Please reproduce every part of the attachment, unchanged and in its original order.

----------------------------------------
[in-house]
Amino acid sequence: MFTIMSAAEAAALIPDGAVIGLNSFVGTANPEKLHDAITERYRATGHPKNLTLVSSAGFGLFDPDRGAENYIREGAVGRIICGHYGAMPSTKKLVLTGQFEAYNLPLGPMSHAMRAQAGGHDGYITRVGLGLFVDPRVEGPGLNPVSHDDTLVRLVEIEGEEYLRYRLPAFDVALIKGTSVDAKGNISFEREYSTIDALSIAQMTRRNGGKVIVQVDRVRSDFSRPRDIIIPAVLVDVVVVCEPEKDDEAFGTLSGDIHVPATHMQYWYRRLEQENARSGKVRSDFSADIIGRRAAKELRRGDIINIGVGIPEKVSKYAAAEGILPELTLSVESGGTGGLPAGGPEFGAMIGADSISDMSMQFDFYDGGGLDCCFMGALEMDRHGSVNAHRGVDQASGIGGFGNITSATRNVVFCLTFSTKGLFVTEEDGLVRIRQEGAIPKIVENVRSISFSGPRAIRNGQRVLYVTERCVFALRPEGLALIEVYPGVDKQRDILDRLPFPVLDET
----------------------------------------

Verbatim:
[in-house]
Amino acid sequence: MFTIMSAAEAAALIPDGAVIGLNSFVGTANPEKLHDAITERYRATGHPKNLTLVSSAGFGLFDPDRGAENYIREGAVGRIICGHYGAMPSTKKLVLTGQFEAYNLPLGPMSHAMRAQAGGHDGYITRVGLGLFVDPRVEGPGLNPVSHDDTLVRLVEIEGEEYLRYRLPAFDVALIKGTSVDAKGNISFEREYSTIDALSIAQMTRRNGGKVIVQVDRVRSDFSRPRDIIIPAVLVDVVVVCEPEKDDEAFGTLSGDIHVPATHMQYWYRRLEQENARSGKVRSDFSADIIGRRAAKELRRGDIINIGVGIPEKVSKYAAAEGILPELTLSVESGGTGGLPAGGPEFGAMIGADSISDMSMQFDFYDGGGLDCCFMGALEMDRHGSVNAHRGVDQASGIGGFGNITSATRNVVFCLTFSTKGLFVTEEDGLVRIRQEGAIPKIVENVRSISFSGPRAIRNGQRVLYVTERCVFALRPEGLALIEVYPGVDKQRDILDRLPFPVLDET